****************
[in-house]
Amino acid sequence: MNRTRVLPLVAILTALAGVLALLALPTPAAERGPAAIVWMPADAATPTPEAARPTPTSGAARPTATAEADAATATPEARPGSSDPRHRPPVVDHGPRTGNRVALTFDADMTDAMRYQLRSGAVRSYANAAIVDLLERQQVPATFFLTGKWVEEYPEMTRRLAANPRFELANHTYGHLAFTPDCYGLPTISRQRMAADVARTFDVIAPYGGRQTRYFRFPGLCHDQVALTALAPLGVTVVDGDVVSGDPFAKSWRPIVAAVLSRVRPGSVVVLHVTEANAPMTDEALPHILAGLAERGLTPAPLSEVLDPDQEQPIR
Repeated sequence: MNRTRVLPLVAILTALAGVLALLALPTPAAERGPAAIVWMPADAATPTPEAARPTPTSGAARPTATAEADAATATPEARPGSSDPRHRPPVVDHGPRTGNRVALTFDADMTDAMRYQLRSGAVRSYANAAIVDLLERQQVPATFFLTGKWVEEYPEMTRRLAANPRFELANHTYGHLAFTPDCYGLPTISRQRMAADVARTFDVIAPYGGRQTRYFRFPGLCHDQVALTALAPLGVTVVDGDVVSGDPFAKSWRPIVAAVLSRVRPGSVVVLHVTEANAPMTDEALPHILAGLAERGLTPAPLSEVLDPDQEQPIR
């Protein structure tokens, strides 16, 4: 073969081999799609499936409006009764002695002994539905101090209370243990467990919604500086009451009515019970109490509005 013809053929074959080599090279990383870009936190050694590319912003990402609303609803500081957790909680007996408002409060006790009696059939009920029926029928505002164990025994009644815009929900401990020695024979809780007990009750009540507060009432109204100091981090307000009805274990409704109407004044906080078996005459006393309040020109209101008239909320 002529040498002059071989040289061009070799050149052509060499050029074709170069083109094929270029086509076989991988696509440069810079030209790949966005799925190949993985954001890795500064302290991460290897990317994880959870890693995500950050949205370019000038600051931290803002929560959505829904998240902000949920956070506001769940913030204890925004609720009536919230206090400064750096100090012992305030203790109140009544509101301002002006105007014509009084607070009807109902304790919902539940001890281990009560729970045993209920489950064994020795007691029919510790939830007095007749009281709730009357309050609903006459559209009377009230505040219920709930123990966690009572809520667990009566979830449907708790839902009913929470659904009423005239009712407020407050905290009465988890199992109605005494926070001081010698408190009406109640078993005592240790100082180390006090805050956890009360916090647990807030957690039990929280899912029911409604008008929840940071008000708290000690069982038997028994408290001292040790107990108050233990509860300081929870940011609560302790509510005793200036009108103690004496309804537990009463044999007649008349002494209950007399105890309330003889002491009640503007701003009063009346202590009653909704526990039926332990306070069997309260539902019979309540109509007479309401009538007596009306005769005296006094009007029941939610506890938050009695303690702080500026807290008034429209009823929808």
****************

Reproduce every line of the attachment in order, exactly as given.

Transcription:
[in-house]
Amino acid sequence: MNRTRVLPLVAILTALAGVLALLALPTPAAERGPAAIVWMPADAATPTPEAARPTPTSGAARPTATAEADAATATPEARPGSSDPRHRPPVVDHGPRTGNRVALTFDADMTDAMRYQLRSGAVRSYANAAIVDLLERQQVPATFFLTGKWVEEYPEMTRRLAANPRFELANHTYGHLAFTPDCYGLPTISRQRMAADVARTFDVIAPYGGRQTRYFRFPGLCHDQVALTALAPLGVTVVDGDVVSGDPFAKSWRPIVAAVLSRVRPGSVVVLHVTEANAPMTDEALPHILAGLAERGLTPAPLSEVLDPDQEQPIR
Repeated sequence: MNRTRVLPLVAILTALAGVLALLALPTPAAERGPAAIVWMPADAATPTPEAARPTPTSGAARPTATAEADAATATPEARPGSSDPRHRPPVVDHGPRTGNRVALTFDADMTDAMRYQLRSGAVRSYANAAIVDLLERQQVPATFFLTGKWVEEYPEMTRRLAANPRFELANHTYGHLAFTPDCYGLPTISRQRMAADVARTFDVIAPYGGRQTRYFRFPGLCHDQVALTALAPLGVTVVDGDVVSGDPFAKSWRPIVAAVLSRVRPGSVVVLHVTEANAPMTDEALPHILAGLAERGLTPAPLSEVLDPDQEQPIR
């Protein structure tokens, strides 16, 4: 073969081999799609499936409006009764002695002994539905101090209370243990467990919604500086009451009515019970109490509005 013809053929074959080599090279990383870009936190050694590319912003990402609303609803500081957790909680007996408002409060006790009696059939009920029926029928505002164990025994009644815009929900401990020695024979809780007990009750009540507060009432109204100091981090307000009805274990409704109407004044906080078996005459006393309040020109209101008239909320 002529040498002059071989040289061009070799050149052509060499050029074709170069083109094929270029086509076989991988696509440069810079030209790949966005799925190949993985954001890795500064302290991460290897990317994880959870890693995500950050949205370019000038600051931290803002929560959505829904998240902000949920956070506001769940913030204890925004609720009536919230206090400064750096100090012992305030203790109140009544509101301002002006105007014509009084607070009807109902304790919902539940001890281990009560729970045993209920489950064994020795007691029919510790939830007095007749009281709730009357309050609903006459559209009377009230505040219920709930123990966690009572809520667990009566979830449907708790839902009913929470659904009423005239009712407020407050905290009465988890199992109605005494926070001081010698408190009406109640078993005592240790100082180390006090805050956890009360916090647990807030957690039990929280899912029911409604008008929840940071008000708290000690069982038997028994408290001292040790107990108050233990509860300081929870940011609560302790509510005793200036009108103690004496309804537990009463044999007649008349002494209950007399105890309330003889002491009640503007701003009063009346202590009653909704526990039926332990306070069997309260539902019979309540109509007479309401009538007596009306005769005296006094009007029941939610506890938050009695303690702080500026807290008034429209009823929808």